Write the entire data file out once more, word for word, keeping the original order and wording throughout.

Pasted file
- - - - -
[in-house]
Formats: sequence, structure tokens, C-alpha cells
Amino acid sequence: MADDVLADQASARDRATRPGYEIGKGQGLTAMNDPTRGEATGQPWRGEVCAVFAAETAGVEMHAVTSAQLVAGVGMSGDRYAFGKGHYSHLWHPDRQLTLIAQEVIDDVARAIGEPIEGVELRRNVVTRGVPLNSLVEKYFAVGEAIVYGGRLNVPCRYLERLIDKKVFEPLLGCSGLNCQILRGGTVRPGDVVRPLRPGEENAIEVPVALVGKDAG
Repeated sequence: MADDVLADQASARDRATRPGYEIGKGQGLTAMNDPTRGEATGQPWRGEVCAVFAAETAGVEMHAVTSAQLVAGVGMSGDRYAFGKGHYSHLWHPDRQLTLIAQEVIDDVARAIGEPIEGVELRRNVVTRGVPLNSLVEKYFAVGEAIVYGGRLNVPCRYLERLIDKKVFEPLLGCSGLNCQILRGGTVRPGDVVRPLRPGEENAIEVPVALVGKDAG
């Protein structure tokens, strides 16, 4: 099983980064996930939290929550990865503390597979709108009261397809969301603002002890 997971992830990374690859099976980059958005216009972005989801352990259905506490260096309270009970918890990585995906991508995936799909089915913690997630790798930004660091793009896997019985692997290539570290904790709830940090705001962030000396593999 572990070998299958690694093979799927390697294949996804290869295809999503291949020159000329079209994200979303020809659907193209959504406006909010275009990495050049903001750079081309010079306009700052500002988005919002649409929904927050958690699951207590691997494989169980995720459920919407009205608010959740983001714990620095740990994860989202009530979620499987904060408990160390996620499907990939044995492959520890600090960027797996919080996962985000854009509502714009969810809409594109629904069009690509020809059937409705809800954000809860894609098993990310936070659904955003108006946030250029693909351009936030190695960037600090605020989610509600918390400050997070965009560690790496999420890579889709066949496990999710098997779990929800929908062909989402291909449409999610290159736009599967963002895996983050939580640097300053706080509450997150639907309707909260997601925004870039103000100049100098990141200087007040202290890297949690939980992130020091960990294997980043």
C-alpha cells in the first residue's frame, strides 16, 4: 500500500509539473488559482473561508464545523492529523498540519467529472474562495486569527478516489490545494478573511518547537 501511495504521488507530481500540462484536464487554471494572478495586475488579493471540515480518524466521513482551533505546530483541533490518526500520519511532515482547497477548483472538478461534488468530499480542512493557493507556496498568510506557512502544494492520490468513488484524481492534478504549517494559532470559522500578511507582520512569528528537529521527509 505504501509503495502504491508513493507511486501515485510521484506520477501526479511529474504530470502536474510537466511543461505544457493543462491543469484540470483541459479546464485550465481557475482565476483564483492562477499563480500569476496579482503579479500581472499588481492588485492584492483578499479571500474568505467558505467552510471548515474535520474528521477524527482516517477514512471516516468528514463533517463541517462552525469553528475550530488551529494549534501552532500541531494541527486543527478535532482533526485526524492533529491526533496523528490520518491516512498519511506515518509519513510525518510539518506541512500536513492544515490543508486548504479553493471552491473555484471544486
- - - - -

[in-house]
Formats: sequence, structure tokens, C-alpha cells
Amino acid sequence: MADDVLADQASARDRATRPGYEIGKGQGLTAMNDPTRGEATGQPWRGEVCAVFAAETAGVEMHAVTSAQLVAGVGMSGDRYAFGKGHYSHLWHPDRQLTLIAQEVIDDVARAIGEPIEGVELRRNVVTRGVPLNSLVEKYFAVGEAIVYGGRLNVPCRYLERLIDKKVFEPLLGCSGLNCQILRGGTVRPGDVVRPLRPGEENAIEVPVALVGKDAG
Repeated sequence: MADDVLADQASARDRATRPGYEIGKGQGLTAMNDPTRGEATGQPWRGEVCAVFAAETAGVEMHAVTSAQLVAGVGMSGDRYAFGKGHYSHLWHPDRQLTLIAQEVIDDVARAIGEPIEGVELRRNVVTRGVPLNSLVEKYFAVGEAIVYGGRLNVPCRYLERLIDKKVFEPLLGCSGLNCQILRGGTVRPGDVVRPLRPGEENAIEVPVALVGKDAG
């Protein structure tokens, strides 16, 4: 099983980064996930939290929550990865503390597979709108009261397809969301603002002890 997971992830990374690859099976980059958005216009972005989801352990259905506490260096309270009970918890990585995906991508995936799909089915913690997630790798930004660091793009896997019985692997290539570290904790709830940090705001962030000396593999 572990070998299958690694093979799927390697294949996804290869295809999503291949020159000329079209994200979303020809659907193209959504406006909010275009990495050049903001750079081309010079306009700052500002988005919002649409929904927050958690699951207590691997494989169980995720459920919407009205608010959740983001714990620095740990994860989202009530979620499987904060408990160390996620499907990939044995492959520890600090960027797996919080996962985000854009509502714009969810809409594109629904069009690509020809059937409705809800954000809860894609098993990310936070659904955003108006946030250029693909351009936030190695960037600090605020989610509600918390400050997070965009560690790496999420890579889709066949496990999710098997779990929800929908062909989402291909449409999610290159736009599967963002895996983050939580640097300053706080509450997150639907309707909260997601925004870039103000100049100098990141200087007040202290890297949690939980992130020091960990294997980043």
C-alpha cells in the first residue's frame, strides 16, 4: 500500500509539473488559482473561508464545523492529523498540519467529472474562495486569527478516489490545494478573511518547537 501511495504521488507530481500540462484536464487554471494572478495586475488579493471540515480518524466521513482551533505546530483541533490518526500520519511532515482547497477548483472538478461534488468530499480542512493557493507556496498568510506557512502544494492520490468513488484524481492534478504549517494559532470559522500578511507582520512569528528537529521527509 505504501509503495502504491508513493507511486501515485510521484506520477501526479511529474504530470502536474510537466511543461505544457493543462491543469484540470483541459479546464485550465481557475482565476483564483492562477499563480500569476496579482503579479500581472499588481492588485492584492483578499479571500474568505467558505467552510471548515474535520474528521477524527482516517477514512471516516468528514463533517463541517462552525469553528475550530488551529494549534501552532500541531494541527486543527478535532482533526485526524492533529491526533496523528490520518491516512498519511506515518509519513510525518510539518506541512500536513492544515490543508486548504479553493471552491473555484471544486